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    An Overview of Triggers in MySQL

    A trigger is a set of commands invoked automatically when an SQL statement changes data on the associated table. Other stored SQL types in MySQL are events, stored procedures, and stored functions.

    WHEN TRIGGERS ARE INVOKED

    Data can be changed via the INSERT, UPDATE, and DELETE statements. A trigger can be defined to occur BEFORE or AFTER the table data is changed:

    • BEFORE INSERT
    • AFTER INSERT
    • BEFORE UPDATE
    • AFTER UPDATE
    • BEFORE DELETE
    • AFTER DELETE

     WHEN TRIGGERS ARE NOT INVOKED

    1. SQL statements that do not use INSERT, UPDATE, or DELETE but change data will not invoke triggers. For example, both the TRUNCATE and DROP TABLE statements remove rows from a table, but will not invoke triggers.
    2. Foreign key cascading actions (ON DELETE CASCADE and ON UPDATE CASCADE) do not invoke triggers in mysqld 6.0 and will be resolved when foreign keys are implemented across all storage keys in future releases.
    3. Views and temporary tables do not support triggers.

     CREATING A TRIGGER

    The CREATE TRIGGER statement creates a trigger and has the following syntax:

    CREATE TRIGGER triggername

    [BEFORE|AFTER] [INSERT|UPDATE|DELETE] ON tablename

    FOR EACH ROW {statement}

    SQL statements within a trigger are put inside the BEGIN . . . END compound statement syntax.

    When more than one SQL statements are there, use MySQL’s DELIMITER SQL extension to change the client delimiter while defining the trigger. Else, the first semicolon used to end the first SQL statement in the trigger will be interpreted as the end of the trigger definition and will throw error.

    EXAMPLE:

    delimiter |

    CREATE TRIGGER emptrigger

    AFTER INSERT ON employee

    FOR EACH ROW

    BEGIN

    insert into emp values(NEW.empName,NEW.empId);

    update emp set `first name`=”HJK01″ where id=6;

    END;

    |

    delimiter ;

    To test this insert some data into the employee table.

    FINDING ALL TRIGGERS

    To view all the triggers in a database, use the SHOW TRIGGERS command. SHOW TRIGGERS LIKE ’customer’\G.

    You can also query the INFORMATION_SCHEMA.TRIGGERS table as:

    Select * from INFORMATION_SCHEMA.TRIGGERS

    Or to get all trigger names:

    select TRIGGER_NAME from INFORMATION_SCHEMA.TRIGGERS;

    The SHOW CREATE TRIGGER command shows the original SQL command used to create the trigger.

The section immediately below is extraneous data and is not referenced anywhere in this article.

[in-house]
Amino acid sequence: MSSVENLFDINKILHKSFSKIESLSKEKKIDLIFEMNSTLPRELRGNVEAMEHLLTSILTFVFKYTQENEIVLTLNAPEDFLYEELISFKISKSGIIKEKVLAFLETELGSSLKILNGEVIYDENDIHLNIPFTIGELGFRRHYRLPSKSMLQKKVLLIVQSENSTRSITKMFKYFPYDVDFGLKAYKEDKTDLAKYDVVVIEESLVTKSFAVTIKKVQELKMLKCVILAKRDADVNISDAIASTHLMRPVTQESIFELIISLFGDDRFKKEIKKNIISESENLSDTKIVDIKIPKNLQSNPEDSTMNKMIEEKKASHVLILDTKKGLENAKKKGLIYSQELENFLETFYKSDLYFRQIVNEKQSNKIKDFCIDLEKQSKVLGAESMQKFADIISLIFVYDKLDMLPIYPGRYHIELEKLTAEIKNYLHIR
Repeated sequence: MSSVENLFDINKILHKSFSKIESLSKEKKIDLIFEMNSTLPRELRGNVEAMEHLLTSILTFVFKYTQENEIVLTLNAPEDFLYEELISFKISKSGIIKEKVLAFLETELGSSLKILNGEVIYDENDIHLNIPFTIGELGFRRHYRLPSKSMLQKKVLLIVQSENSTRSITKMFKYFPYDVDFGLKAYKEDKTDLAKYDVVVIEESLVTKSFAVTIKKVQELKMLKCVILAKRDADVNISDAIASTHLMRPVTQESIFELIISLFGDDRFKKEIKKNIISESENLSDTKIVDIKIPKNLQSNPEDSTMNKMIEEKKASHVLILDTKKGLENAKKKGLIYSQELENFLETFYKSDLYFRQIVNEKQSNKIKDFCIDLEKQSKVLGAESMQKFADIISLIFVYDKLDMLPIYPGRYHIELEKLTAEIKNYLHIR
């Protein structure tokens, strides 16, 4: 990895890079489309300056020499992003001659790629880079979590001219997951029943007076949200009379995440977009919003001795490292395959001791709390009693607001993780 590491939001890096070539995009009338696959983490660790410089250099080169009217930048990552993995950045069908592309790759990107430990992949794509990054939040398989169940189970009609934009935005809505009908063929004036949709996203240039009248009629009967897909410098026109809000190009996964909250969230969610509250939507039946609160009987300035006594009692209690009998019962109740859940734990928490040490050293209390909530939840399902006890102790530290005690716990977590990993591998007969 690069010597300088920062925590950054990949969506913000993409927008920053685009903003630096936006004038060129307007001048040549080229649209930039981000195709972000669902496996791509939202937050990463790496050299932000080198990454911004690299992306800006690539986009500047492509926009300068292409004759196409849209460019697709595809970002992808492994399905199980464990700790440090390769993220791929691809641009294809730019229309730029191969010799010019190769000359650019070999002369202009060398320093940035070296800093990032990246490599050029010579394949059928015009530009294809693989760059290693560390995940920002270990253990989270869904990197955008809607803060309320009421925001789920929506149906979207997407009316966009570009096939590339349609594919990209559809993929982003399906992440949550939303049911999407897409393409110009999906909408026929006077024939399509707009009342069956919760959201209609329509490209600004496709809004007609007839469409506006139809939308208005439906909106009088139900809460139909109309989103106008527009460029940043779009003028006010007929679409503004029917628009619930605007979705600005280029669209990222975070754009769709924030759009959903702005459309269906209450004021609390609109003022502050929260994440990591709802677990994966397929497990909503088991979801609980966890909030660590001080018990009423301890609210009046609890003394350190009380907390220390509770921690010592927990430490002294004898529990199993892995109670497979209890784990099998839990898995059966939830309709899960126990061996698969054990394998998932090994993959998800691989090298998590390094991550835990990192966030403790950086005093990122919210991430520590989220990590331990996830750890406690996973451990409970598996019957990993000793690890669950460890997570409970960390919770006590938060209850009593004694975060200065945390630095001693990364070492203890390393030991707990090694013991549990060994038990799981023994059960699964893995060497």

DROPPING A TRIGGER

    To drop a trigger, use the DROP TRIGGER statement. An error is thrown if the trigger does not exist, but error can be prevented by using the IF EXISTS phrase:

    DROP TRIGGER staff_update_date;

    DROP TRIGGER IF EXISTS staff_update_date;

    TRIGGER STORAGE AND BACKUP

    Triggers are stored in the data directory (datadir) in files named tblname.TRG and triggername.TRN. The .TRG files map triggers to tables, and the .TRN files contain the trigger definition. There will be one .TRG file for each table that is affected. If we create six different triggers on four tables, there will be only four .TRG files. When a table is renamed, the trigger files are renamed too, thus no triggers are lost during a table rename. Triggers can be backed up using mysqldump and by copying the .TRG and .TRN files.

    IMPORTANT ADDITIONAL POINTS ABOUT MYSQL TRIGGERS

    1. MySQL does not have a command to change an existing trigger. The only way to change a trigger is to drop the trigger and re-create it. 
    2. Triggers defined by one user in one environment may be invoked by an action from another user in another environment.
    3. By default, a trigger is saved with the sql_mode of the user defining the trigger and can lead to problems if the execution environment has a very different sql_mode.
      • SHOW CREATE TRIGGER or SHOW TRIGGERS can be used to see the sql_mode associated with a trigger. To change the sql_mode of a trigger you have to drop the trigger set the desired sql_mode, re-create the trigger.
    4. A trigger is saved with the current character set and collation stored in the character_set_client and collation_connection system variables. Changing these values in a trigger involves dropping the trigger, setting the character set and collation, and re-creating the trigger.
    5. By default, the trigger is invoked as the user who defined the trigger. However, the trigger definer can be set by using a DEFINER clause in the CREATE TRIGGER statement and a SUPER user can change the DEFINER to any valid user later. If the user does not exist in the grant tables, a warning will be issued.
    6. CREATE TRIGGER and DROP TRIGGER statements are not replicated; hence the trigger must be defined on each database instance.
    7. Triggers cannot modify a table already being used by the statement that invoked the trigger without using the NEW and OLD aliases.
    8. Triggers cannot use dynamic SQL and also many other commands such as SHOW, LOAD, BACKUP DATABASE, RESTORE, COMMIT, ROLLBACK and prepared statement related such as PREPARE, EXECUTE, and DEALLOCATE PREPARE.

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